Ansek, two years old, during a consultation with a nurse before starting TB preventive treatment as part of The Union's TITI study.

The Union released preliminary results of an observational study that used contact tracing to identify children at risk and place them on preventive treatment. This potentially saved 2,000 children under five years of age in Benin, Burkina Faso, Cameroon and the Central African Republic (CAR), from developing TB.

The TITI (Transmission Investiguée de la Tuberculose Infantile) study targeted children under five years living in a household with an adult diagnosed at participating TB clinics with smear-positive pulmonary TB. They were enrolled into the study after obtaining their parents’ informed consent and were evaluated during home and clinic visits using a standardised questionnaire, clinical examination, tuberculin skin test and chest radiography. Children free of active TB were placed on three-month preventive therapy in Burkina-Faso, Cameroon and CAR, which reduces by half the duration of the six-month isoniazid regimen used in most countries. Children in the Benin arm of the study were given a six month course of preventive therapy.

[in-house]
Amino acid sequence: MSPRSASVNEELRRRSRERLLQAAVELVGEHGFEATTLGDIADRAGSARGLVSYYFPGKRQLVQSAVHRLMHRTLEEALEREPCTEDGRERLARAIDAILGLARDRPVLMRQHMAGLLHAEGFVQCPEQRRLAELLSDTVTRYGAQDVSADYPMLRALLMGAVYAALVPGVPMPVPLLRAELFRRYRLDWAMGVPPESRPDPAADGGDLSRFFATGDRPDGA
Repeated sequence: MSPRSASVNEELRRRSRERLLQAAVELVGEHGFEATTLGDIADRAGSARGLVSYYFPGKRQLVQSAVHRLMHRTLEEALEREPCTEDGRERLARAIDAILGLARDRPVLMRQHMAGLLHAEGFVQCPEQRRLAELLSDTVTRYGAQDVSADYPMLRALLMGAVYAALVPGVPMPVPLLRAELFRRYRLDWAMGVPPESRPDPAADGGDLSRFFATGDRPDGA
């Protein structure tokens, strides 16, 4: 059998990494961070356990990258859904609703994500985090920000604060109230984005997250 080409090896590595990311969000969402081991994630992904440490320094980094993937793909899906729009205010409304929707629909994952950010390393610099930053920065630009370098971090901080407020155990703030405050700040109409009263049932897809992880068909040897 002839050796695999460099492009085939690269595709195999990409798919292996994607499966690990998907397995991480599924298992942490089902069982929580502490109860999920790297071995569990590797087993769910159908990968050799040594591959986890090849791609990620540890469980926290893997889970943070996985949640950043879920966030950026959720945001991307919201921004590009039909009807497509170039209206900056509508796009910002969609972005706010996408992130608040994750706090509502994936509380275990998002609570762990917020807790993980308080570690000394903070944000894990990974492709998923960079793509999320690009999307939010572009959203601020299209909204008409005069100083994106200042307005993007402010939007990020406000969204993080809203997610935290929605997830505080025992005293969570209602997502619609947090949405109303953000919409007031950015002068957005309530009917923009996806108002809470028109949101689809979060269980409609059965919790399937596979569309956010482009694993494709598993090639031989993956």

Presented during the 49th Union World Conference on Lung Health, the preliminary results of the TITI study showed that, of the 2,000 children enrolled, 90 percent started preventive therapy, with 92 percent of children completing their course of treatment. Five percent of children were diagnosed and treated for active TB.

WHO strongly recommends TB preventive therapy to children under the age of five years who are household contacts of persons with bacteriologically confirmed TB. Yet only 23 percent of an estimated 1.3 million children under the age of five years, who were household TB contacts and eligible for TB preventive therapy, actually received it, according to the WHO Global TB Report 2018. The TITI study provides a simple model for ensuring life-saving treatment reaches every child in need.